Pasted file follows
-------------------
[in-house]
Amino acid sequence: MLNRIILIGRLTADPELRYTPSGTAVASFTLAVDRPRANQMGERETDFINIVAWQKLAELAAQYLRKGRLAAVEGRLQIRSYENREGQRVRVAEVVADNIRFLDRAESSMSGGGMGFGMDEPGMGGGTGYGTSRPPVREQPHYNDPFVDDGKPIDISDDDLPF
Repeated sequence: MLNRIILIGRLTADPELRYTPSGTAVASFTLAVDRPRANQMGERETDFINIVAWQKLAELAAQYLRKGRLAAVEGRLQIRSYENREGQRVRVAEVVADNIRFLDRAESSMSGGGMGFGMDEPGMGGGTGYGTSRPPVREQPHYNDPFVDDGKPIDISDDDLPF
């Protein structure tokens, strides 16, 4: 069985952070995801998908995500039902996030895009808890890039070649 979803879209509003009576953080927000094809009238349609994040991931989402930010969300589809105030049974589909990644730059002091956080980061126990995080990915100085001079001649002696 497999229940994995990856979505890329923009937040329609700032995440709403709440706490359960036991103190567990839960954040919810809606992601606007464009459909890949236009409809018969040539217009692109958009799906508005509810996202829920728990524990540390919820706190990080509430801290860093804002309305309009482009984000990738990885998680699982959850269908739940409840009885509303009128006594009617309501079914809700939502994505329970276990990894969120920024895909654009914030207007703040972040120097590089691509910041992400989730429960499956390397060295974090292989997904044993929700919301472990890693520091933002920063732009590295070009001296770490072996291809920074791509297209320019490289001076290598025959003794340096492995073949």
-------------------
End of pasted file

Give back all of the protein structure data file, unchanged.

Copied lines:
[in-house]
Amino acid sequence: MLNRIILIGRLTADPELRYTPSGTAVASFTLAVDRPRANQMGERETDFINIVAWQKLAELAAQYLRKGRLAAVEGRLQIRSYENREGQRVRVAEVVADNIRFLDRAESSMSGGGMGFGMDEPGMGGGTGYGTSRPPVREQPHYNDPFVDDGKPIDISDDDLPF
Repeated sequence: MLNRIILIGRLTADPELRYTPSGTAVASFTLAVDRPRANQMGERETDFINIVAWQKLAELAAQYLRKGRLAAVEGRLQIRSYENREGQRVRVAEVVADNIRFLDRAESSMSGGGMGFGMDEPGMGGGTGYGTSRPPVREQPHYNDPFVDDGKPIDISDDDLPF
């Protein structure tokens, strides 16, 4: 069985952070995801998908995500039902996030895009808890890039070649 979803879209509003009576953080927000094809009238349609994040991931989402930010969300589809105030049974589909990644730059002091956080980061126990995080990915100085001079001649002696 497999229940994995990856979505890329923009937040329609700032995440709403709440706490359960036991103190567990839960954040919810809606992601606007464009459909890949236009409809018969040539217009692109958009799906508005509810996202829920728990524990540390919820706190990080509430801290860093804002309305309009482009984000990738990885998680699982959850269908739940409840009885509303009128006594009617309501079914809700939502994505329970276990990894969120920024895909654009914030207007703040972040120097590089691509910041992400989730429960499956390397060295974090292989997904044993929700919301472990890693520091933002920063732009590295070009001296770490072996291809920074791509297209320019490289001076290598025959003794340096492995073949």